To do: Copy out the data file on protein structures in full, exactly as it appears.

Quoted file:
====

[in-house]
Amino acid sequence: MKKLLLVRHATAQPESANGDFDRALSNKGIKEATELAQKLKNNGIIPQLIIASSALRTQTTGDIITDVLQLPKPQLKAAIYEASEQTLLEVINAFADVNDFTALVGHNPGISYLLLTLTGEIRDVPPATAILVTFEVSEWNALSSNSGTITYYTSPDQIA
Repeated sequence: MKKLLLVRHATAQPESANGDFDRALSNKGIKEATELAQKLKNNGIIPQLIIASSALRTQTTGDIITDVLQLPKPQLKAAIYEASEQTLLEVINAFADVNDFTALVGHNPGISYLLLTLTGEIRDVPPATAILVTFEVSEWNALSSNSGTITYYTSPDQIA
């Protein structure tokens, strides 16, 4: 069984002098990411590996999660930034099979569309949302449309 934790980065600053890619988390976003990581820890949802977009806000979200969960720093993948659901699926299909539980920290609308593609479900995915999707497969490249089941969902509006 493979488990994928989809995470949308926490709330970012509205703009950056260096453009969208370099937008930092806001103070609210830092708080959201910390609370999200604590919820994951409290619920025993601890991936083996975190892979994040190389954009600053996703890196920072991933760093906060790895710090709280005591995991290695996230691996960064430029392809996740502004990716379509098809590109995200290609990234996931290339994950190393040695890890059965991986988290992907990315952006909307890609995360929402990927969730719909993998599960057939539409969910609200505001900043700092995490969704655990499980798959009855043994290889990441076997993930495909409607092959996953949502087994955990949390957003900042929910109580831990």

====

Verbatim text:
[in-house]
Amino acid sequence: MKKLLLVRHATAQPESANGDFDRALSNKGIKEATELAQKLKNNGIIPQLIIASSALRTQTTGDIITDVLQLPKPQLKAAIYEASEQTLLEVINAFADVNDFTALVGHNPGISYLLLTLTGEIRDVPPATAILVTFEVSEWNALSSNSGTITYYTSPDQIA
Repeated sequence: MKKLLLVRHATAQPESANGDFDRALSNKGIKEATELAQKLKNNGIIPQLIIASSALRTQTTGDIITDVLQLPKPQLKAAIYEASEQTLLEVINAFADVNDFTALVGHNPGISYLLLTLTGEIRDVPPATAILVTFEVSEWNALSSNSGTITYYTSPDQIA
């Protein structure tokens, strides 16, 4: 069984002098990411590996999660930034099979569309949302449309 934790980065600053890619988390976003990581820890949802977009806000979200969960720093993948659901699926299909539980920290609308593609479900995915999707497969490249089941969902509006 493979488990994928989809995470949308926490709330970012509205703009950056260096453009969208370099937008930092806001103070609210830092708080959201910390609370999200604590919820994951409290619920025993601890991936083996975190892979994040190389954009600053996703890196920072991933760093906060790895710090709280005591995991290695996230691996960064430029392809996740502004990716379509098809590109995200290609990234996931290339994950190393040695890890059965991986988290992907990315952006909307890609995360929402990927969730719909993998599960057939539409969910609200505001900043700092995490969704655990499980798959009855043994290889990441076997993930495909409607092959996953949502087994955990949390957003900042929910109580831990």